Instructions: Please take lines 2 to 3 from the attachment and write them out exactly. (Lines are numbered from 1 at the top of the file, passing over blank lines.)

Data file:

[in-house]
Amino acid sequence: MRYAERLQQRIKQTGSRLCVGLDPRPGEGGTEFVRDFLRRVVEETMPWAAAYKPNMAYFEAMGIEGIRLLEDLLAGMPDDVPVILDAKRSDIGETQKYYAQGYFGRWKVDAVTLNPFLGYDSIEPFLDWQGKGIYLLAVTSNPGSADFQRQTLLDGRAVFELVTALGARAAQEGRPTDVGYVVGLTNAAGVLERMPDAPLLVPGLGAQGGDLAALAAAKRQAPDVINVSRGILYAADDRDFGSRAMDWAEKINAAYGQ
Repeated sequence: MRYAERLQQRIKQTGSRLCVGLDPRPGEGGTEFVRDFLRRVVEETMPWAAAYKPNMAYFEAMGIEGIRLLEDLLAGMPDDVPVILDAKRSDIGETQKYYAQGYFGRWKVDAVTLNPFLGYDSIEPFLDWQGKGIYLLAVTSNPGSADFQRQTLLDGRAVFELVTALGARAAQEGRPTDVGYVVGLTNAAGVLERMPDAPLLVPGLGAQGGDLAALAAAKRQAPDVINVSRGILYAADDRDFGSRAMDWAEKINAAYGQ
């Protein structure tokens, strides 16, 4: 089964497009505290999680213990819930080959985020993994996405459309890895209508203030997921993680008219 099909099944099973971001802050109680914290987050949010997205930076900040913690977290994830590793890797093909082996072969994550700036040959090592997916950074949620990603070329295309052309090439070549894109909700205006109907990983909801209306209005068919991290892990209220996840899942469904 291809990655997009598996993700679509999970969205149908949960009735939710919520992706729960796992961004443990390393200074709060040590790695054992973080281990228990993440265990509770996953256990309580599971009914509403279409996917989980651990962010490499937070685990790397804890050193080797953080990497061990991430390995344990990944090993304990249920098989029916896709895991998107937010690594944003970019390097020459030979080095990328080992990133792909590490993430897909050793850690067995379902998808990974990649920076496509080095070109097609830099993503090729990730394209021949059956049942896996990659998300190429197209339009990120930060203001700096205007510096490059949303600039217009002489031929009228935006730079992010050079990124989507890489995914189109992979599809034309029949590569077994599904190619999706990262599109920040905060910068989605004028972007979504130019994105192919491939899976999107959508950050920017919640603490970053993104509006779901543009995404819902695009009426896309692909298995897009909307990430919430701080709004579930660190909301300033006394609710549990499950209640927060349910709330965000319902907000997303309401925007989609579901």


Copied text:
Amino acid sequence: MRYAERLQQRIKQTGSRLCVGLDPRPGEGGTEFVRDFLRRVVEETMPWAAAYKPNMAYFEAMGIEGIRLLEDLLAGMPDDVPVILDAKRSDIGETQKYYAQGYFGRWKVDAVTLNPFLGYDSIEPFLDWQGKGIYLLAVTSNPGSADFQRQTLLDGRAVFELVTALGARAAQEGRPTDVGYVVGLTNAAGVLERMPDAPLLVPGLGAQGGDLAALAAAKRQAPDVINVSRGILYAADDRDFGSRAMDWAEKINAAYGQ
Repeated sequence: MRYAERLQQRIKQTGSRLCVGLDPRPGEGGTEFVRDFLRRVVEETMPWAAAYKPNMAYFEAMGIEGIRLLEDLLAGMPDDVPVILDAKRSDIGETQKYYAQGYFGRWKVDAVTLNPFLGYDSIEPFLDWQGKGIYLLAVTSNPGSADFQRQTLLDGRAVFELVTALGARAAQEGRPTDVGYVVGLTNAAGVLERMPDAPLLVPGLGAQGGDLAALAAAKRQAPDVINVSRGILYAADDRDFGSRAMDWAEKINAAYGQ